This article offers ten insights on the exodus from Egypt, including: it is an event in which God discloses his identity, it is a basis for prophetic expectation, it provides a framework within which to understand the work of Christ, and it gives us a sense of our place in God's work of redemption.
This essay wants to demonstrate that the verb "pasah" in Exodus 12 should not be translated as "pass over" but "hover over." This image is the same as Genesis 1:2 where the metaphor is used to compare the Creator-Spirit to a bird hovering over the deep-and-darkness. Kline provides some background for the use of avian imagery for God and his angels.
Did the Old Testament make use of the religious ideas of the neighbours of Israel in the ancient Near East? Currid wants to demonstrate that numerous stories from the Old Testament reflect motifs and plots from Israel’s neighbours. In Chapter 6 he considers the possibility that one of these plots about a birth story is borrowed in Exodus 2:1-10.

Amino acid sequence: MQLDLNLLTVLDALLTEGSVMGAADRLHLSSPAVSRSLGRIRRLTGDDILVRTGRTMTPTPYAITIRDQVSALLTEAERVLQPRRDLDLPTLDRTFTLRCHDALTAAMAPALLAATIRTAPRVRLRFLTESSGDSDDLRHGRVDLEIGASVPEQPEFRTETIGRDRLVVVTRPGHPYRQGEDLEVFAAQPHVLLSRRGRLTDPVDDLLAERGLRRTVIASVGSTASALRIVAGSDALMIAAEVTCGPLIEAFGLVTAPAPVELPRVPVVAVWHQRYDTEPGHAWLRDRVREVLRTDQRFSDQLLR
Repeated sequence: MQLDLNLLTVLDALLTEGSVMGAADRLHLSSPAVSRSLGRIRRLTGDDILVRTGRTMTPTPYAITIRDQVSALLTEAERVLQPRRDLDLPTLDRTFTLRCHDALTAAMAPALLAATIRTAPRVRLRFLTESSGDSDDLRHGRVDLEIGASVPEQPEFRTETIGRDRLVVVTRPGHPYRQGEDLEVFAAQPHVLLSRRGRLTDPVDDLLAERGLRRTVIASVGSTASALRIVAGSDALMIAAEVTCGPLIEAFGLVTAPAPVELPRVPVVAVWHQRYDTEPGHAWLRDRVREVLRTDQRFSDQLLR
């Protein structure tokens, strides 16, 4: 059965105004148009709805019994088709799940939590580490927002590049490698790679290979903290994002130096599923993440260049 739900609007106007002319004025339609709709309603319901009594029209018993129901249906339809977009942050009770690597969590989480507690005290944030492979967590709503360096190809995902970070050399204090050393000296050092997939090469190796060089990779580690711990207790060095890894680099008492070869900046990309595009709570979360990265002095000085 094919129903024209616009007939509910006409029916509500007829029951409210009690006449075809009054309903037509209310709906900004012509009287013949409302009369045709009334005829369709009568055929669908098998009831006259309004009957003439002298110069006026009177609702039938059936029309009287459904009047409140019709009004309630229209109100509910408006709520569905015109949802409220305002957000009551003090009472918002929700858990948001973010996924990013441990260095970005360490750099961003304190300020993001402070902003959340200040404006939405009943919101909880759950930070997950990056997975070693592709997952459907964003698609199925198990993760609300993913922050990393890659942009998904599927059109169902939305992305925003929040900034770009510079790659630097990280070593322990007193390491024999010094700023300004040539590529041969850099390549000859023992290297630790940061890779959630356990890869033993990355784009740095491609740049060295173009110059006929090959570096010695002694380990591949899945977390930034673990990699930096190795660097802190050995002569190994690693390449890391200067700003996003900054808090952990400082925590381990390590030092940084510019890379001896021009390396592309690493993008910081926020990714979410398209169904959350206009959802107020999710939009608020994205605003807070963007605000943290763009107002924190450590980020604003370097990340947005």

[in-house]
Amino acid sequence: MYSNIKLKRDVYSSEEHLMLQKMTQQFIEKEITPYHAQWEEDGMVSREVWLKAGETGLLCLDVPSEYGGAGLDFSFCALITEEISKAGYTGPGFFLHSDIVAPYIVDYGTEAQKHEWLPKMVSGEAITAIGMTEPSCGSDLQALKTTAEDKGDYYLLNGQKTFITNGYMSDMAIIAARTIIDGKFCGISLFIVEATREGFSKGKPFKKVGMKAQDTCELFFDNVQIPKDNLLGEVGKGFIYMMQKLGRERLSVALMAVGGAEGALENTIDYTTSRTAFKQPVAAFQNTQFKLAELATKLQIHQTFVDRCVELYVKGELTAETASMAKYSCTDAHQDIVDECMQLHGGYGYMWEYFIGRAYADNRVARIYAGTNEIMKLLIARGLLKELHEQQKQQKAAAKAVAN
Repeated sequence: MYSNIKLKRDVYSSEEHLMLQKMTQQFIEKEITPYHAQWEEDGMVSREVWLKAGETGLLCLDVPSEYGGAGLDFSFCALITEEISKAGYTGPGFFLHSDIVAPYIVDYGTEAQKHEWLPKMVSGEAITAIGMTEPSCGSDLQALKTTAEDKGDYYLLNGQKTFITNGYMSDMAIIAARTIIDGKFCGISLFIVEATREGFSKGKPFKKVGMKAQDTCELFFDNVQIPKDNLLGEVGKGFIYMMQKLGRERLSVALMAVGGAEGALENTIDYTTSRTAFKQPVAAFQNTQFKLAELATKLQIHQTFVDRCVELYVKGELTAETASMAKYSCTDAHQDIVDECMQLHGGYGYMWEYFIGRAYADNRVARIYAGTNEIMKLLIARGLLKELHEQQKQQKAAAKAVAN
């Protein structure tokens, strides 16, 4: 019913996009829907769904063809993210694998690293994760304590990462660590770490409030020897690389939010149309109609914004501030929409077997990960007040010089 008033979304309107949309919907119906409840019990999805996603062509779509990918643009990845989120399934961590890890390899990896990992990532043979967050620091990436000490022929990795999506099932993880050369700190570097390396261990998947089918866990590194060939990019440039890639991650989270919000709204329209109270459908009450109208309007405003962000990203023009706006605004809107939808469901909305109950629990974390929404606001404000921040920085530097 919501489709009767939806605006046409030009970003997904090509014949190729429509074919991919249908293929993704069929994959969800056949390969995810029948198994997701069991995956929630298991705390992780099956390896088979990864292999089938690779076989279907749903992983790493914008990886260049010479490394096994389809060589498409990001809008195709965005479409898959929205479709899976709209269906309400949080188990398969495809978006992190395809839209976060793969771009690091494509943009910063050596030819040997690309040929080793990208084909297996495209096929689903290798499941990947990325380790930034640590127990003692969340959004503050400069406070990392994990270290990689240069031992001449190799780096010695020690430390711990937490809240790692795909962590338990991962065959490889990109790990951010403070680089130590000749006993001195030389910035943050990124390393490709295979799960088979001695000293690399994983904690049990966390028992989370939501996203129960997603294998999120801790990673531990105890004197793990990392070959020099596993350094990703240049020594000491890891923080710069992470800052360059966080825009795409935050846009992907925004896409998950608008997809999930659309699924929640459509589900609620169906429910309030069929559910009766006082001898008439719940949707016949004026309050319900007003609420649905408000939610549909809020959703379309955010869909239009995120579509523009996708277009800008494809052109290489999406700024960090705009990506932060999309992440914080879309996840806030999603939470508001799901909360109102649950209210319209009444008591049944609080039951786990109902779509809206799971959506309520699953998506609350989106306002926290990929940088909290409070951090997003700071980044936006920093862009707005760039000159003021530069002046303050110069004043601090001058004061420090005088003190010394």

Chapter 1 is an exposition of Exodus 1. Each pericope includes Hamilton’s own translation, grammatical and lexical notes, and a detailed commentary.
This chapter introduces the book of Exodus. It takes a look at the narrative and theology of Exodus and supplies a detailed outline of the contents of the book.
Chapter 2 is an exposition of Exodus 2. Each pericope includes Hamilton’s own translation, grammatical and lexical notes, and a detailed commentary.